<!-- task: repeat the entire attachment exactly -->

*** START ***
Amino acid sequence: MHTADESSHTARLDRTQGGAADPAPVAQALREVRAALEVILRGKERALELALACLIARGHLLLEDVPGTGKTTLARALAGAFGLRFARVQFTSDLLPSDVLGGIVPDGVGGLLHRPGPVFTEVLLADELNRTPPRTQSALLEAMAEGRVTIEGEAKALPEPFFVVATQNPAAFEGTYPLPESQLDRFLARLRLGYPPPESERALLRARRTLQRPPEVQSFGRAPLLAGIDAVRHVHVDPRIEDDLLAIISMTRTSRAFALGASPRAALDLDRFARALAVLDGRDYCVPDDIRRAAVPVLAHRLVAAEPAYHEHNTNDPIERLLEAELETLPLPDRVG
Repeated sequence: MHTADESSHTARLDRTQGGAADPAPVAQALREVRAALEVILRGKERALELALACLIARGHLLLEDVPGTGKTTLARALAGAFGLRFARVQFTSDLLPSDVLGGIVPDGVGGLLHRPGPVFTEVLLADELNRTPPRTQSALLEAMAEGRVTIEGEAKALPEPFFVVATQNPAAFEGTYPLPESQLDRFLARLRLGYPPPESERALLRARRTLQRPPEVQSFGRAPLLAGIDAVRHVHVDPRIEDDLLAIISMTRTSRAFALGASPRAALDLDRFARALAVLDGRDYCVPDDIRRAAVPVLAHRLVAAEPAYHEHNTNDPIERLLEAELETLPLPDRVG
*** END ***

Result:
Amino acid sequence: MHTADESSHTARLDRTQGGAADPAPVAQALREVRAALEVILRGKERALELALACLIARGHLLLEDVPGTGKTTLARALAGAFGLRFARVQFTSDLLPSDVLGGIVPDGVGGLLHRPGPVFTEVLLADELNRTPPRTQSALLEAMAEGRVTIEGEAKALPEPFFVVATQNPAAFEGTYPLPESQLDRFLARLRLGYPPPESERALLRARRTLQRPPEVQSFGRAPLLAGIDAVRHVHVDPRIEDDLLAIISMTRTSRAFALGASPRAALDLDRFARALAVLDGRDYCVPDDIRRAAVPVLAHRLVAAEPAYHEHNTNDPIERLLEAELETLPLPDRVG
Repeated sequence: MHTADESSHTARLDRTQGGAADPAPVAQALREVRAALEVILRGKERALELALACLIARGHLLLEDVPGTGKTTLARALAGAFGLRFARVQFTSDLLPSDVLGGIVPDGVGGLLHRPGPVFTEVLLADELNRTPPRTQSALLEAMAEGRVTIEGEAKALPEPFFVVATQNPAAFEGTYPLPESQLDRFLARLRLGYPPPESERALLRARRTLQRPPEVQSFGRAPLLAGIDAVRHVHVDPRIEDDLLAIISMTRTSRAFALGASPRAALDLDRFARALAVLDGRDYCVPDDIRRAAVPVLAHRLVAAEPAYHEHNTNDPIERLLEAELETLPLPDRVG